The European Union is considering proposals to block Huawei Technologies from selling equipment for 5G mobile networks, Reuters reported.
The United States, which has tried to prevent American companies from buying mobile infrastructure equipment from Huawei, will support the latest proposal from the European Union.
Some of the US security experts are concerned the gear could be used by China’s government for espionage.
EU officials said one option under consideration by the European Commission is to amend a 2016 cybersecurity law, which requires businesses involved in critical infrastructure to take appropriate security measures.
By amending the definition of critical infrastructure to also include 5G mobile networks, the law would effectively prevent EU businesses from using such equipment provided by any country or company suspected of using its equipment for spying or sabotage, the officials said.
A Huawei spokeswoman said that “Huawei is open and committed to work with European institutions to develop a cyber security standard for Europe,” and added that the company’s opening of a new cyber security center in Brussels in March underlines its commitment to Europe.
European telecoms companies are preparing for the 5G technology. If EU decides to ban Huawei from supplying 5G network, it could be a setback for European efforts to stay competitive in 5G because it would likely lead to delays and extra costs in building out networks.
Vodafone CEO Nick Read already said Huawei is a leading telecom network supplier for most operators. Removal of Huawei from mobile phone networks in Europe will be a time consuming and costly initiative, Nick Read said.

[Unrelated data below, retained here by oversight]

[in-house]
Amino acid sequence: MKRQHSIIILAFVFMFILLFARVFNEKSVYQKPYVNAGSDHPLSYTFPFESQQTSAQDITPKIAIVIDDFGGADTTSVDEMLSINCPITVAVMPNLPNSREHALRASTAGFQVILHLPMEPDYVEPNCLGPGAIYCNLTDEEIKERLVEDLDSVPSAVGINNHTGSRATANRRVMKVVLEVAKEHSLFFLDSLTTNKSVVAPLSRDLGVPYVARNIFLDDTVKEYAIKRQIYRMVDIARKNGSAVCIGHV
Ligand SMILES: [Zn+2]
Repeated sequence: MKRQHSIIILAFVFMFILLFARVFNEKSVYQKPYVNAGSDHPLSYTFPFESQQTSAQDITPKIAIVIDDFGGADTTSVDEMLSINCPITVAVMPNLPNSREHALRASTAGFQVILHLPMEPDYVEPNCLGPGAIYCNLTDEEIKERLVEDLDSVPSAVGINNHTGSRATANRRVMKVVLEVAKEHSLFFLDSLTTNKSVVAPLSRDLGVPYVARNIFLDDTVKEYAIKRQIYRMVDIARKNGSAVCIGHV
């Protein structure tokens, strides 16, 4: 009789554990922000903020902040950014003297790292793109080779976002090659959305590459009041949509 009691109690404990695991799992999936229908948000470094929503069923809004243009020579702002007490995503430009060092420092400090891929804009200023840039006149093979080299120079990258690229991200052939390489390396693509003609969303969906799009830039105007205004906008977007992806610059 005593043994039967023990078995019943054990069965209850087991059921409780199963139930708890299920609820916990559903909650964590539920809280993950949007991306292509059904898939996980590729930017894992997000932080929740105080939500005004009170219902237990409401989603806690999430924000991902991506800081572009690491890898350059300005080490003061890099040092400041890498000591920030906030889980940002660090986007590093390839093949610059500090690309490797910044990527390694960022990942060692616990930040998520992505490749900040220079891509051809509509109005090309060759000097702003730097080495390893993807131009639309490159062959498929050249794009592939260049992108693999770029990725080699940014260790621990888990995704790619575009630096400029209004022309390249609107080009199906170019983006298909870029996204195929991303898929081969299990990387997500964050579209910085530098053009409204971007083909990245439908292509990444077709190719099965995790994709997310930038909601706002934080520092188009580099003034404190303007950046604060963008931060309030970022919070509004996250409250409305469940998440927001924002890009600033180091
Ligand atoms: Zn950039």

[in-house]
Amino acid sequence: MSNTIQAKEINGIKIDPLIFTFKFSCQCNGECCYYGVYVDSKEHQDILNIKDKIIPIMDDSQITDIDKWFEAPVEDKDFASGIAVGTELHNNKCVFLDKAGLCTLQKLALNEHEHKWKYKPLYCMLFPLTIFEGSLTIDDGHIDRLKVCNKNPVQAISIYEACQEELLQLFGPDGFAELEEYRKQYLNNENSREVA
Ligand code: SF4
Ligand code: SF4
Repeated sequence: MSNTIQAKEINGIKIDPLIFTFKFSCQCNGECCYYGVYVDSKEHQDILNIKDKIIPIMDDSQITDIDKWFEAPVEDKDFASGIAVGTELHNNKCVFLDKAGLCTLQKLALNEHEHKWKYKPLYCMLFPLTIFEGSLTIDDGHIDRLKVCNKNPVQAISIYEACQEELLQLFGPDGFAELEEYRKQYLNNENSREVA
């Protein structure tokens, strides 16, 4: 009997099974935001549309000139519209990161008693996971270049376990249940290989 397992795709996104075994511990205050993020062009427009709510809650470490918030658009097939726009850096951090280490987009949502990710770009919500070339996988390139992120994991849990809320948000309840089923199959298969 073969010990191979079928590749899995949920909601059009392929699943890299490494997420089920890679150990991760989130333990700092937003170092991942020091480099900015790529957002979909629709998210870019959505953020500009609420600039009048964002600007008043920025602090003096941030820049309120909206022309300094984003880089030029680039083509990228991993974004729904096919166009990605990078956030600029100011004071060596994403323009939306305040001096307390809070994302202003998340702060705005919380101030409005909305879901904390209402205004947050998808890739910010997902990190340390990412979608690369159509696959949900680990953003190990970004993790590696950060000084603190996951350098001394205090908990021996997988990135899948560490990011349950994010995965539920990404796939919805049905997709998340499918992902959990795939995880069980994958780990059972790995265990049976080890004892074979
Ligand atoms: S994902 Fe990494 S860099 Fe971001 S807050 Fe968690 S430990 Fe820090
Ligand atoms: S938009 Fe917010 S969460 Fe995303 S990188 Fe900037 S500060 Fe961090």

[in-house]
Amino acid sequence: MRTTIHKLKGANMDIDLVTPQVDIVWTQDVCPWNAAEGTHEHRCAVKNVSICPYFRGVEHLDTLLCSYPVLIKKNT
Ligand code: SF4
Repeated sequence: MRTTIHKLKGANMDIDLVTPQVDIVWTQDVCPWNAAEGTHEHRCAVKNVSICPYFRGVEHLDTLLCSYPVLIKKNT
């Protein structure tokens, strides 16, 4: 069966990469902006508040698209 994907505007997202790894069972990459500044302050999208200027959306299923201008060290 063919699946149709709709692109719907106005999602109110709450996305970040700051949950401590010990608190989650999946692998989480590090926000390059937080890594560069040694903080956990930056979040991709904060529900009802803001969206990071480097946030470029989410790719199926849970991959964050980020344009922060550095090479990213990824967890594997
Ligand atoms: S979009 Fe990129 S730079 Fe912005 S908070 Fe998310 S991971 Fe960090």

Deutsche Telekom, Europe’s largest telecoms operator, on Wednesday proposed steps to ensure that Chinese vendors could take part in building Germany’s 5G mobile networks without jeopardizing national security.
According to an internal Commission document reviewed by Reuters, the EU shift has been prompted by changes to Chinese intelligence and security laws in recent years. The document said China’s National Intelligence Law states that Chinese “organizations and citizens shall, in accordance with the law, support, cooperate with, and collaborate in national intelligence work.”
EU feels that Chinese companies like Huawei could be asked by the Chinese government to incorporate “backdoors” into their equipment that would allow Beijing access, for spying or sabotage purposes, the EU officials said.
Changing EU law would need to win approval from EU capitals and the process will take at least 12 months to become active.